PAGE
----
Experts say that, on average, it can take anywhere between three days to a week for a crisis management system or a relief team to get back to every community and respond accordingly.
So, it’s best to pack an emergency kit that can cover you, your family, or your community for at least three days. Here’s what to keep on hand:
- Non-perishable food (canned beans, dried fruits/vegetables, nuts, canned soups, curries, and meats)
- Three gallons of water per person
- First aid kit (covers supplies for every person)
- Sanitary items (toilet paper, sanitary napkins, toothbrushes, toothpaste, sanitizer)
- A pot
- A flashlight
- A few packets of matchsticks
- Duplicates of all important documents (ID cards, passports)
- Extra clothing (sweatshirts, sweatpants, tank tops, long shirts)
- A sleeping bag per person (blankets too, if it’s winter)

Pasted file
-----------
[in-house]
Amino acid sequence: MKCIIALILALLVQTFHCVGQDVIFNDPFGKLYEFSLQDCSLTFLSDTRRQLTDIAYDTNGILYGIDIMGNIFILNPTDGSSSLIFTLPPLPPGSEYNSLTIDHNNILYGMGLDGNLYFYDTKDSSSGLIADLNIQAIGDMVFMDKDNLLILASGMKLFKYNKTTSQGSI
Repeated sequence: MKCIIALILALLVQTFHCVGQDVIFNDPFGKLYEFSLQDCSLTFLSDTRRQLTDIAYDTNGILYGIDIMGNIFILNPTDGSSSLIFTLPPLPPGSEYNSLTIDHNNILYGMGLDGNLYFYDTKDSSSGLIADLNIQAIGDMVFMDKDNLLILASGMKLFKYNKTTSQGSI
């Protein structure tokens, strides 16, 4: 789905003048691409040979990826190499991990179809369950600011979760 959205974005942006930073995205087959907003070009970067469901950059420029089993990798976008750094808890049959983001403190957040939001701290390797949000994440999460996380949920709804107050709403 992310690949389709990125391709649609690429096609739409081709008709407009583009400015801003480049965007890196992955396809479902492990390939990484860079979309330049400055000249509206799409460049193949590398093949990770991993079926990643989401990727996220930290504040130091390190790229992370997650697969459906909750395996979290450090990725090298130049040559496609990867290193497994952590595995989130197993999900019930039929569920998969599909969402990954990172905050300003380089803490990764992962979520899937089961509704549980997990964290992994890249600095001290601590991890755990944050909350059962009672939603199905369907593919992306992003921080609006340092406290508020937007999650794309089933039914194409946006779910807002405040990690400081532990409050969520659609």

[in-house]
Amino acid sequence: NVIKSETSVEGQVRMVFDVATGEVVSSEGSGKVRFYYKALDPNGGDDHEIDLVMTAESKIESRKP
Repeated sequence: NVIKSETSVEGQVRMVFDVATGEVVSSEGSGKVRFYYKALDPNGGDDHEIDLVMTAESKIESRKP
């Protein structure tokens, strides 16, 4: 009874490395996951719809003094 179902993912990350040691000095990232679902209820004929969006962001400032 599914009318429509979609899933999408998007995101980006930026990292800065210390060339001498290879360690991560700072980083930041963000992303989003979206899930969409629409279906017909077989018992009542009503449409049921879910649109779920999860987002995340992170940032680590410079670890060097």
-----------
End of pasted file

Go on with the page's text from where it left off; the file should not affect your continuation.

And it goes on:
Make sure to check on your neighbours as well, and don’t be shy to ask around for help. Preparing for a disaster as a community will help everyone recover from the impact much faster.
What Can You Do to Prepare for a Disaster as a Community?
As a community, it’s important to prepare a relief management system that keeps everyone safe from a disaster. Here’s what you can do:
- Create awareness of disaster preparedness in the community through social media, societal meetings, and seminars.
- Make a list of all the relief solutions available nearby.
- Involve the community in your efforts. Collective help promotes creative solutions.